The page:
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North Carolina Health Care Provider Settles with OCR for Potential HIPAA Violations

On July 23, 2020, the Office for Civil Rights (OCR) at the U.S. Department of Health and Human Services (HHS) announced that North Carolina health care provider, Metropolitan Community Health Services d/b/a Agape Health Services (Agape), agreed to pay $25,000 and adopt an extensive corrective action plan to settle potential HIPAA violations.

The settlement stems from a June 9, 2011 breach report filed by Agape regarding an inappropriate disclosure of the protected health information of 1,263 patients to an unknown email address. Upon investigation, OCR identified “longstanding, systemic noncompliance” by Agape with the HIPAA Security Rule.

Specifically, OCR’s investigation revealed the following deficiencies:

  • Failure to implement HIPAA Security Rule policies and procedures.
  • Failure to provide HIPAA Security Awareness and Training.
  • Failure to conduct thorough risk assessment of ePHI.

As part of the corrective action plan, Agape is required to take the following action with oversight and reporting to OCR:

  • Conduct enterprise-wide risk analysis and develop complete inventory of all hardware and software that contain or store ePHI.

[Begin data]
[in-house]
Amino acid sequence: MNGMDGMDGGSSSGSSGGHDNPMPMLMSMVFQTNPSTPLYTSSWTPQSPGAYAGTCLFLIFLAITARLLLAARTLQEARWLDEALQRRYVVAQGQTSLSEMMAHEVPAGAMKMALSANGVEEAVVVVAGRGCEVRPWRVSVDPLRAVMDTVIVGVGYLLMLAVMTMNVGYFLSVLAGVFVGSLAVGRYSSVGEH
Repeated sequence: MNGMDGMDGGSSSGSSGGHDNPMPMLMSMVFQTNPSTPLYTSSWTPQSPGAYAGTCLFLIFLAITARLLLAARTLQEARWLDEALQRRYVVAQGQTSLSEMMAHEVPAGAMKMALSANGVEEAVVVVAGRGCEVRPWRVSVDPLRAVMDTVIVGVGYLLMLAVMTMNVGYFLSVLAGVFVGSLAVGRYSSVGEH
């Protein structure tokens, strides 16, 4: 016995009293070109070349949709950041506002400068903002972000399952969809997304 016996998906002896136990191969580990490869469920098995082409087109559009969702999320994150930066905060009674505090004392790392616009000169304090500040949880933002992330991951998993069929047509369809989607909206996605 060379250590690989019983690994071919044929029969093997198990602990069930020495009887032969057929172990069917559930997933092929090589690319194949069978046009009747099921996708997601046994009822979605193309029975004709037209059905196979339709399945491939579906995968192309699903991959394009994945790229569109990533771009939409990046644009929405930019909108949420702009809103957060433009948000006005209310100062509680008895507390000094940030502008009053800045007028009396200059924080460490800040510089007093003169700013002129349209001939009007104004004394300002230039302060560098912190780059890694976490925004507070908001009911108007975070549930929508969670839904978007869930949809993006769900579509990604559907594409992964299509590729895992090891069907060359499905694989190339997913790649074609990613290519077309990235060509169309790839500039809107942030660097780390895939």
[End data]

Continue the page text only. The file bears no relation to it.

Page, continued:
• Review, revise, and distribute written policies and procedures to comply with the Privacy, Security, and Breach Notification Rules. For a list of specific policies and procedures listed in the corrective action plan, see page 8 of the Resolution Agreement.
  • Create HIPAA Privacy and Security training materials and provide routine training to the entire workforce. Agape is required to review the training annually and update it to reflect changes in federal law, HHS guidance, and any other relevant developments.

In announcing the settlement, OCR Director Roger Severino stated that “Health care providers owe it to their patients to comply with the HIPAA Rules. When informed of potential HIPAA violations, providers owe it to their patients to quickly address problem areas to safeguard individuals’ health information.”

Health care providers, large and small alike, must be aware that OCR continues its oversight and enforcement action even during the COVID-19 pandemic. Providers should use this Resolution Agreement as an opportunity to review and update their own policies and procedures and to conduct a thorough assessment of potential security risks within the covered entity and its business associates.

For a complete copy of the Resolution Agreement, click here.

About the Author

David A. Senter, Jr.

A shareholder at Young Moore, David advises clients in matters related to healthcare privacy and data security, breach notification and reporting requirements, and HIPAA compliance. David assists covered entities and business associates with HIPAA privacy and security policies and procedures, incident response and investigation, and workforce and management training. David currently serves as the Interim Associate Compliance Officer and Director of Privacy of an Academic Medical Center in North Carolina. In addition, David maintains a litigation practice where he represents clients in business litigation, products and premises liability, and transportation. Read More

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